May 02, 2013
By Troy Tieuel
When driving down Centinela, south from Florence, on the left side stands a stretch of grassy knolls and concrete pathways, lined with palms and unassuming greenery. Occasionally, kids will be seen running, playing, jumping, and living. What is in the future for those innocent faces and happy smiles? Glancing to the side, at the graffiti scrawled walls that read of gang slogans, it can be assumed that a limited future in in store for those inquisitive youths, searching for outlets for their boundless energy, darting between trees and running through the rolling landscape. It’s hard for some to imagine that this sanctuary, surrounded by bustling city and roaring traffic contains a future lawyer, doctor or artist. It’s easy to assume the worst.
That stretch of land is called Edward Vincent Park, named after the first African-American mayor of Inglewood. If you looked back in time, back before the renaming in January of 1997, when the park was commonly known simply as ‘Centinela Park,’ one of those children that might be seen standing thespian-like on a bench, jumping, spinning, or dancing, might have been a future Alvin Ailey Dancer named Matthew Rushing.
In a brown, wood framed building containing a modest stage and seating for about 100, stands the Inglewood Playhouse, the place were a young, Jr. High School student first discovered his interest for the theater arts. Describing his time spent doing plays at the Playhouse with dance instructor Kashmir Blake, Matthew states, “At that point, learning about my history through the arts and being able to perform and articulate through a gift I was given, I felt like that was a peak in my life. I remember, I felt really complete, even as a kid, you know, when you feel like you haven’t learned that much? I felt like that was exactly where I was supposed to be. It was almost like the moment that you fall in love for the first time. [At the Inglewood Playhouse] I fell in love with performing and the performing arts.”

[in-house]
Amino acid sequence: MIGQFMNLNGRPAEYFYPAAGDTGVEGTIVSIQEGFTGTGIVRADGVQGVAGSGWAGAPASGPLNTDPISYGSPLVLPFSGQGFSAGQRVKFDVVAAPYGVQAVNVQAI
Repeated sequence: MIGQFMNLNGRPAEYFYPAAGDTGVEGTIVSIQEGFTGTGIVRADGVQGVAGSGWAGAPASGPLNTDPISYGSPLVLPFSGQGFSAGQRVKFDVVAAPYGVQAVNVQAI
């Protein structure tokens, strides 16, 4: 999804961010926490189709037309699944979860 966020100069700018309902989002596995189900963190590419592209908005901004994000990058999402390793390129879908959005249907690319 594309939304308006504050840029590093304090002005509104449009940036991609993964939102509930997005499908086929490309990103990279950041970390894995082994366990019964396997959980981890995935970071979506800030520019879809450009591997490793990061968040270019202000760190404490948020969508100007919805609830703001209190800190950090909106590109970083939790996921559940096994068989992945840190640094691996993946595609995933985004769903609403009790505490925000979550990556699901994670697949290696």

An Inglewood native, Rushing attended Latijera Elementary, and the Los Angeles County High School for the Performing Arts, where he honed his talents as a performer. Rushing describes himself as a “student of dance” who admits to getting started in dance by taking classes and training as a dancer after he was exposed to theater at Latijera and eventually the Inglewood Playhouse. Rushing’s first dance teacher Kashmir Blake, created choreography for students with little to no dance training and prepared them for performances. “She [Blake] knew we had passion,” explained Rushing, “and she knew we were moldable.”